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Bananas sweeten couple's life

EASTERN
By FILEX MURIITHI | January 3rd 2015

Embu, Kenya: Lenson Njeru is a happy man. Once upon a time, he could toil on leased land to fend for his family.

But now, Mr Njeru is content with his quarter-acre piece of land.

At first all he wanted was to catch up with his neighbours in Kiamagoka Village in Kyeni, Embu County, who had already ventured into banana farming.

Now, he has found more than he was looking for. He says, “All I wanted was to harvest like my fellow banana farmers in the area. However, with time, I have improved my farm attracting many farmers from the county and beyond who visit it regularly for education days. After a month, I sell more than 20 bananas each weighing at least 75kgs.” He sells each kilo at between Sh12 and Sh14.

Before venturing into banana farming in 2009, the farmer who manages his three quarter farm with his wife, Editah Muthoni was a coffee farmer.

“We also leased land from as far as Gakwegori, 25km from here to grow maize and beans. Today, I don’t lease land, I depend on my small piece.”

Njeru uprooted his coffee bushes and replaced them with banana stems soon after visiting an Anglican Church of Kenya (ACK) Canon and learnt banana farming techniques during a field day.

“I attended a field education day at the ACK Canon’s farm where I learned banana farming techniques. Immediately, after getting back home, I shared the idea with my wife and started uprooting my 250 coffee stems the following day replacing them with banana stems,” he says.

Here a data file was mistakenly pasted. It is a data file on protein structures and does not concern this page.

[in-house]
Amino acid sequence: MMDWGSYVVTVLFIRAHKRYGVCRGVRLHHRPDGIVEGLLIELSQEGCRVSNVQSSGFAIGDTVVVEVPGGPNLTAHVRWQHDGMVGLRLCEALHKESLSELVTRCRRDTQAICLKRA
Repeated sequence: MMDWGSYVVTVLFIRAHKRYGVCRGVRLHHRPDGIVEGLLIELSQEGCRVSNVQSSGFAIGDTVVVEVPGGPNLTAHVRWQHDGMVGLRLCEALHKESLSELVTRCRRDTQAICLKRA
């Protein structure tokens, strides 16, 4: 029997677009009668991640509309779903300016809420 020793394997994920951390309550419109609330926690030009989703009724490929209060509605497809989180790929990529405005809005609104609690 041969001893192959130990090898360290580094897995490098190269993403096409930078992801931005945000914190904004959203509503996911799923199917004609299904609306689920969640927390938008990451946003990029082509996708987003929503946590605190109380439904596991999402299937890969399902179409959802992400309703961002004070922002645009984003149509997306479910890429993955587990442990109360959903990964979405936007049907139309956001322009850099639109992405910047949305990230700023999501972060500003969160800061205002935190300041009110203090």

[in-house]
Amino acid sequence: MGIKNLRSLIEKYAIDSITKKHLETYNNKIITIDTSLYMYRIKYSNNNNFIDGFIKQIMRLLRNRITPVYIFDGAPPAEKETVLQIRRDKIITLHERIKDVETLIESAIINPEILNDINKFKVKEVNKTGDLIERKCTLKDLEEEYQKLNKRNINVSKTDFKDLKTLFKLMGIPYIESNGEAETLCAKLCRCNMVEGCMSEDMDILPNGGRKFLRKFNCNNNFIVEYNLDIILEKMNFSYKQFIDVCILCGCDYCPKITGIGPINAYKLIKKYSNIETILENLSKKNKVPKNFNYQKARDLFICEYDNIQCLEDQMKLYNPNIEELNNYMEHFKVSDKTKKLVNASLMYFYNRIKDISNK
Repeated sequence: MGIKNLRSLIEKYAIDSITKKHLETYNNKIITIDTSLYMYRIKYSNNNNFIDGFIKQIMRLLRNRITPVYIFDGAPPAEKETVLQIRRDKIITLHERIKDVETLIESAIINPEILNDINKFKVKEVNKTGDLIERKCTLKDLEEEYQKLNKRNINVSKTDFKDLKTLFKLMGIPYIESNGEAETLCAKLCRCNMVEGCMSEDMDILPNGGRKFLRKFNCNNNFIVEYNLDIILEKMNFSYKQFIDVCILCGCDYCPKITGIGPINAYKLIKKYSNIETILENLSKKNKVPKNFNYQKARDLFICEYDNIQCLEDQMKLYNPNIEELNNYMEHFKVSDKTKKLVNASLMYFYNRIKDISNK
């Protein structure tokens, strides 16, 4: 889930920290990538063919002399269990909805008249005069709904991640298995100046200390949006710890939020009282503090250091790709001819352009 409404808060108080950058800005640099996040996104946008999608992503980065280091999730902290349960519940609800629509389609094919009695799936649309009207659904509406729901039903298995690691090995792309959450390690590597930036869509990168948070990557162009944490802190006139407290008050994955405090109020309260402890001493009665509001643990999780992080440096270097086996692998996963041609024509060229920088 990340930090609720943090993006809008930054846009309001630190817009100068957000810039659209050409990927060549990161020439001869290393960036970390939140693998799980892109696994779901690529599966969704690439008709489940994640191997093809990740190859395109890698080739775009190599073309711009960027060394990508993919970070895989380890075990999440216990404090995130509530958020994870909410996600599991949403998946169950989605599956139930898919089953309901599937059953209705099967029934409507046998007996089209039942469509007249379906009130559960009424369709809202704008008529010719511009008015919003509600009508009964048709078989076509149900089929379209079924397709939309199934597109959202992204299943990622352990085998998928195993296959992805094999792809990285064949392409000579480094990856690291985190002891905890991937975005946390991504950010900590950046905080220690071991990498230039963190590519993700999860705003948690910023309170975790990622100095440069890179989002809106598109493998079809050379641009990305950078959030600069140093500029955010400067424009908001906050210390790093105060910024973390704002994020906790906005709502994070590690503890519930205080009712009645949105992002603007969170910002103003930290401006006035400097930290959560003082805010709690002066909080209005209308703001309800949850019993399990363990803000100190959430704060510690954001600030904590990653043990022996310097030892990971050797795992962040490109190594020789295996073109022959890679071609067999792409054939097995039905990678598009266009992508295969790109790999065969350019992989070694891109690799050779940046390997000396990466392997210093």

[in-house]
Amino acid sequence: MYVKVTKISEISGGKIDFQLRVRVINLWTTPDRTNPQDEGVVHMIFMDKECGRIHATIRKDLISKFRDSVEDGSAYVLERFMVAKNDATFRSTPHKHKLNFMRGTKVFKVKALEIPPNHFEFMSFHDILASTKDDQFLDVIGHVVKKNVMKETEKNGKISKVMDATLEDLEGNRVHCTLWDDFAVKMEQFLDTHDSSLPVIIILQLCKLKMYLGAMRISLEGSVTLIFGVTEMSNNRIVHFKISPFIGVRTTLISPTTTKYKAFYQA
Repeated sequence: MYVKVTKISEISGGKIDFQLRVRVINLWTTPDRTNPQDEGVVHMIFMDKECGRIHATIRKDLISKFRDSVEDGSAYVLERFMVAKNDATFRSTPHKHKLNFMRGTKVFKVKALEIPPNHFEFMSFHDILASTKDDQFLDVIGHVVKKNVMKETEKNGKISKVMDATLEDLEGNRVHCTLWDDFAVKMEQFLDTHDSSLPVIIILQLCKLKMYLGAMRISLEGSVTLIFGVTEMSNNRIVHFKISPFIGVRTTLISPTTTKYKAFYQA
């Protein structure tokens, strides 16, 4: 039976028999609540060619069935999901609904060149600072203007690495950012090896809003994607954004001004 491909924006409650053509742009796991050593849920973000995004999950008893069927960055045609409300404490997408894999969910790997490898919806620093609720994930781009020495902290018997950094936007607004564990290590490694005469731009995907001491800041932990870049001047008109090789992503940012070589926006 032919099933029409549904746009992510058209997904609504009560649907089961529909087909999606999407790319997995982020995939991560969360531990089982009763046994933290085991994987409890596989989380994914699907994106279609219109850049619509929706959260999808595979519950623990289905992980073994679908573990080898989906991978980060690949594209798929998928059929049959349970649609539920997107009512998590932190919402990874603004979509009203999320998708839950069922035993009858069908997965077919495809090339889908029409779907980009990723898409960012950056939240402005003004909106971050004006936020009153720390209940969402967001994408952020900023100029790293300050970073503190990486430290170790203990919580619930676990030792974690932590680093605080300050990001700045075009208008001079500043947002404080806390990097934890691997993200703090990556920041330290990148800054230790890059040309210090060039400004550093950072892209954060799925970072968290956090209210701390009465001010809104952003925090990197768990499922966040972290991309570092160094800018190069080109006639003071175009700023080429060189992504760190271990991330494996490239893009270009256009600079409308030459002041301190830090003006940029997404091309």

He adds, “Three quarter of land is very small if not managed well. However, I visited an agricultural extension officer who assisted me in planning my farm that incorporates bananas and three dairy cows.”

Njeru invested Sh6,500 to buy 65 stems of Fia 17, Williams and Gross Michelle banana (widely known as Kampala in the area) varieties to start the venture. He now sells banana seedlings at Sh100 each. Last week, he sold seedlings worth Sh10,000

The father of two says the proceeds from banana farming help pay fees for his firstborn daughter in university and son in high school as well as take care of other family needs.

“The venture helps me offer quality education to my children. Education is the only thing they can inherit from me. My firstborn daughter is a third year student in the university and my second born sat for his KCSE this year. He is waiting to join university.”

When he was a coffee farmer, Njeru harvested 2,000kg of coffee berries every year. He says during that time, the pay was unpredictable and he money after six or more months.

Njeru and other banana farmers in the area formed a self-help group dubbed Mufu Bananas and Marketing Group that helps in marketing their produce.

 

“The group collects our bananas after two weeks. It helps in negotiating with buyers for better prices. Currently, we are selling bananas for export, hence, there is need to provide quality bananas,” he says.

Njeru who practices modern farming methods does not use fertiliser on his farm. Instead, he has directed slurry from his zero-grazing shed into the banana farm.

He faces a major challenge of diseases like wilt and weevils are also menace but he keeps them away using ashes.

Robin Kariuki, an agricultural extension officer based in Kyeni Division, says like many other livestock and crops, bananas need a diligent farmer for optimum yields.

“Diseases like wilt can clear your bananas and thus the farmer should be keen to control it. One can use ashes to control it or pesticides to control pests like weevils that destroy the banana too,” he says, adding that for maximum yields, bananas need enough light, hence, the need to reduce banana leaves and suckers.”


 

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